Why are we still in Afghanistan?
This week's release by WikiLeaks.org of a massive archive of 92,000 previously secret U.S. military documents a new generation's Pentagon Papers puts the lie once again to the tired refrain that the war in/on Afghanistan bears little resemblance to that in/on Vietnam. Instead, despite surface differences, the two unpopular conflicts possess many obvious and frightening similarities.
Among them are the facts that, once again, America's political and military elite is backing a corrupt, ineffective and highly unpopular puppet regime in a far-off, unnecessary and costly war all the while issuing rosy public assessments that severely conflict with the private, far more dire internal ones. Once again, embarrassed government officials are blaming the messenger this time Julian Assange, the WikiLeaks' version of Daniel Ellsberg when that message hits the front pages. And once again, instead of admitting mistakes and failures, the American President Barack Hussein Obama (like the American President Lyndon Baines Johnson before him) is trying to "defend his war strategy" and "reassert control over the public debate" on an unwinnable war.
As I recall, when the next election rolled around that didn't work out too well for LBJ"
Once again, the Democratic president's own Democratic supporters including a number of leading lawmakers, like Senate Foreign Relations Committee head John ("How do you ask a man to be the last man to die for a mistake?") Kerry -- have begun to intensify their scrutiny of Obama's policy and the endless and massive bills to finance it amidst the ongoing Great Recession.
The White House, however, responded only by intensifying its scrutiny of WikiLeaks founder Assange, who supplied The New York Times, Der Spiegel and The Guardian in Britain with classified documents dating from January 2004 through December 2009, and then noted at a press conference that he'd "like to see this material taken seriously and investigated, and new policies, if not prosecutions result from it."
So would I but there's little chance of that happening, at least in the near future. Instead, we can expect more of the same from both Obama and the Democrats, along with more unbelievable denials by Pakistani officials of what we all know to be true: that its military spy service is "running with the hare and hunting with the hound," as President Zardari's spokesman Farhatullah Babar felicitously phrased it. While it may have been true that the Pakistanis were working with the Afghan Taliban insurgents while being paid by American to combat them during the tenure of President Zardari's predecessor Pervez Musharraf, "We believe that era is over," Mr. Babar now says.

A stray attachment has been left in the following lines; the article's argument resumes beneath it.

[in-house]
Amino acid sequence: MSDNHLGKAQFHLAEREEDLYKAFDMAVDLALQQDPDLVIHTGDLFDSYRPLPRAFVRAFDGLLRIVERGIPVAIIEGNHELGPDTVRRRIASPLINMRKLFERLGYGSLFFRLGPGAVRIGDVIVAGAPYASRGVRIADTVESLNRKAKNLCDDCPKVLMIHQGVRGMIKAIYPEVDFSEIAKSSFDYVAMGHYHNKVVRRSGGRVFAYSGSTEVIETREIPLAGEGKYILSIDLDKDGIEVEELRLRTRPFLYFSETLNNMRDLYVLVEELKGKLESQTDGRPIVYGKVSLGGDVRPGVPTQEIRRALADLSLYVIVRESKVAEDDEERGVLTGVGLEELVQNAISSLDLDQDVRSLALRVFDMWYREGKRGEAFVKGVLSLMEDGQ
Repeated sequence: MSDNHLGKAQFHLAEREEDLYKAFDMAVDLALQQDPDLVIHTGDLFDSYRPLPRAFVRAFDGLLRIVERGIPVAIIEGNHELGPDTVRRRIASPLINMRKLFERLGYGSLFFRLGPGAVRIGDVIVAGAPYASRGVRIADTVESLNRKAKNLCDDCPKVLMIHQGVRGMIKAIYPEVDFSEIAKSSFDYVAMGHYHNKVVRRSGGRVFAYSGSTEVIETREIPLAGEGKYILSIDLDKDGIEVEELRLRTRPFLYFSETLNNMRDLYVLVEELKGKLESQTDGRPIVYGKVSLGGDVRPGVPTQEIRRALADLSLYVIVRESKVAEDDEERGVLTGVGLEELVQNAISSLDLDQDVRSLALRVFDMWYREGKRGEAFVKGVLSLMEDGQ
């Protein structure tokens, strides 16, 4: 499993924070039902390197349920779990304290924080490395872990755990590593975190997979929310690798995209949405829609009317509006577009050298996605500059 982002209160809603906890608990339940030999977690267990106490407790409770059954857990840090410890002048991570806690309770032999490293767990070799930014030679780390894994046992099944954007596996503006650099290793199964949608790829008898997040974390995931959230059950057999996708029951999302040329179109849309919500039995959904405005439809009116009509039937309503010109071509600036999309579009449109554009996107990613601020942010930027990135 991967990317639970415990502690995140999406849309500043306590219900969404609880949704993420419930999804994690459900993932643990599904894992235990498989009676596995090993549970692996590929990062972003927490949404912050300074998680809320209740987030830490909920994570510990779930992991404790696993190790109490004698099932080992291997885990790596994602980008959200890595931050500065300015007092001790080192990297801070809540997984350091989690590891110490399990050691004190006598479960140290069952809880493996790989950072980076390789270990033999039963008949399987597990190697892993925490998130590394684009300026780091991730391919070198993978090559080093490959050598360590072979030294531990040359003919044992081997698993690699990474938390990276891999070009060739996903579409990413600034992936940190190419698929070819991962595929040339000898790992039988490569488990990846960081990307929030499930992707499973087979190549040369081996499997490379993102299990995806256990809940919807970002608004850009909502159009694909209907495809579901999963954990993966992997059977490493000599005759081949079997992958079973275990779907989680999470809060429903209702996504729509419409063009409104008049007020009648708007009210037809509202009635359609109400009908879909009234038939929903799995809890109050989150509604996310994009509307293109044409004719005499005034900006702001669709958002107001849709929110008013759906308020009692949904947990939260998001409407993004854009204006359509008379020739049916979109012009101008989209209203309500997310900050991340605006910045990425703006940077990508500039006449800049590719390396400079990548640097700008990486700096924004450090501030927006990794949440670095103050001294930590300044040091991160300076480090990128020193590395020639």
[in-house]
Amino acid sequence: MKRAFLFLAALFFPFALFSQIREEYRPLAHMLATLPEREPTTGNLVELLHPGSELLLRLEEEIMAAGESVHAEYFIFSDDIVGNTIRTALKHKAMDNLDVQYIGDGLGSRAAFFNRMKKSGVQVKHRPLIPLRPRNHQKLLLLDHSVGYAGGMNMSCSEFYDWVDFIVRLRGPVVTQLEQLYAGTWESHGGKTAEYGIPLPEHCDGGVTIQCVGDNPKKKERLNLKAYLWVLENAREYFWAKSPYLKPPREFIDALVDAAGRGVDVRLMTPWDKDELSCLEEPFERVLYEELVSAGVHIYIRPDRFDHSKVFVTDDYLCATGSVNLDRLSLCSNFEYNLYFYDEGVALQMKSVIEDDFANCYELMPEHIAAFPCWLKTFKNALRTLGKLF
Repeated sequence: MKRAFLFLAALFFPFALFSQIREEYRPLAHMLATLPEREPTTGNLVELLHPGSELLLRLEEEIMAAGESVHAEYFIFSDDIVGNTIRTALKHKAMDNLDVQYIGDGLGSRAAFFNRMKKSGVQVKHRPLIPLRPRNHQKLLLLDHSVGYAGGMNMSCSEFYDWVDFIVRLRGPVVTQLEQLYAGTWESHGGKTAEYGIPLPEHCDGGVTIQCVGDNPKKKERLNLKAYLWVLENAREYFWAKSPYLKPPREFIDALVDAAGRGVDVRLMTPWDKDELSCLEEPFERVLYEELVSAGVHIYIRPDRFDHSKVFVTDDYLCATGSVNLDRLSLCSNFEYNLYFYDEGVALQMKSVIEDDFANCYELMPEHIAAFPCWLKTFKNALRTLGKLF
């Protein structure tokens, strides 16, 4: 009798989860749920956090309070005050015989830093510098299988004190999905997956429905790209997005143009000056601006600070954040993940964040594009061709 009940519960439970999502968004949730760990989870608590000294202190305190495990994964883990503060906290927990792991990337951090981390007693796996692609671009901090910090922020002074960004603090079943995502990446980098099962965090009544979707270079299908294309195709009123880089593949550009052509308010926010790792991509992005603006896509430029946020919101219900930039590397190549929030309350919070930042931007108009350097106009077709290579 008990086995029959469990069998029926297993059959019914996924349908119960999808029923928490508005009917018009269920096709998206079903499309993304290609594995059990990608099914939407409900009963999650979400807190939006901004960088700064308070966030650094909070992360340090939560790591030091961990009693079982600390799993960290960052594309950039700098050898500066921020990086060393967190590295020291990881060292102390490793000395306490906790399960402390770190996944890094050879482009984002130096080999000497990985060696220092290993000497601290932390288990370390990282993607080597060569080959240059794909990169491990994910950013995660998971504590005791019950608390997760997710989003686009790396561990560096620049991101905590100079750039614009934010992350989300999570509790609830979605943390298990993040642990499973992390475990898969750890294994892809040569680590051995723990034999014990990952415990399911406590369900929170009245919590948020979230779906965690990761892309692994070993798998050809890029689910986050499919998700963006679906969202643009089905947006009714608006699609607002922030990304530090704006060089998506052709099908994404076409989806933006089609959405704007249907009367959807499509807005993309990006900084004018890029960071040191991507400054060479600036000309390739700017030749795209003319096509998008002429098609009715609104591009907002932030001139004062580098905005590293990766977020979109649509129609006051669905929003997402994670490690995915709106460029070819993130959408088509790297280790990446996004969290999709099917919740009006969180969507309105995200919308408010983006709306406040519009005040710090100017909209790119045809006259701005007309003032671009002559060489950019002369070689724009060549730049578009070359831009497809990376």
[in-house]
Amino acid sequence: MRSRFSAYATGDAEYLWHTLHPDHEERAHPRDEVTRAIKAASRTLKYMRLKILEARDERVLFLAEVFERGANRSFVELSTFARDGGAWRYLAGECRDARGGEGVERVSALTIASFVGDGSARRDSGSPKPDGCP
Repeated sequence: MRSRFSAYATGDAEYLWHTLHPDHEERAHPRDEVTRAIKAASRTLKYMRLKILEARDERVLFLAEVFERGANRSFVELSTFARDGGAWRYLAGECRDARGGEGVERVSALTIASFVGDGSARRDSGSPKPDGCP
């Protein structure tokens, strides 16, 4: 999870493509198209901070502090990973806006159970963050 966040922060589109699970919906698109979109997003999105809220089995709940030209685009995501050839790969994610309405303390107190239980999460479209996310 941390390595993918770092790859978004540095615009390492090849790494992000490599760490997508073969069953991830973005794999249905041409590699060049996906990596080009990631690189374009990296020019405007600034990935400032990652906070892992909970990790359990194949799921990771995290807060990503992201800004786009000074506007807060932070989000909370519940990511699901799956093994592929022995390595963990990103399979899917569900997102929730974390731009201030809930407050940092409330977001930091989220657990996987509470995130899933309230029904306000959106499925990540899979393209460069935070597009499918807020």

That's reassuring, isn't it? Musharraf only ran Pakistan from 1999 to 2008!
While officials in both Washington and Islamabad protested the WikiLeaks leak, an official in Kabul said his boss, Afghan president Hamid Karzai "was not upset by the documents and did not believe the picture they painted was unfair," and "offered no pushback to accounts in the reports that describe how the war effort has been hurt by corruption and the questionable loyalty and competence of the Afghan government, police and army," according to the New York Times account.
Not surprisingly, the emphasis in Afghanistan was on "other problems outlined in the documents," including civilian deaths caused by the American and NATO militaries. The most recent NATO strike killed 52 more Afghan civilians.
Asked whether there was anything in the leaked documents that angered Mr. Karzai or that he thought unfair, President Karzai's spokesman Waheed Omar replied, "No, I don't think so" The president's initial reaction was, "Look, this is nothing new.'"
No, sadly, it's not --instead it's the same old story, one we've heard before many times about conflicts in many lands" But it's ironic that the only government telling the truth about the WikiLeaks secret history of the Afghanistan War is that country's corrupt and criminal president. Meanwhile, our own president seems intent on trying to redirect our attention to Julian Assange -- this generation's "Most Dangerous Man in America."
Or is that now Barack Obama?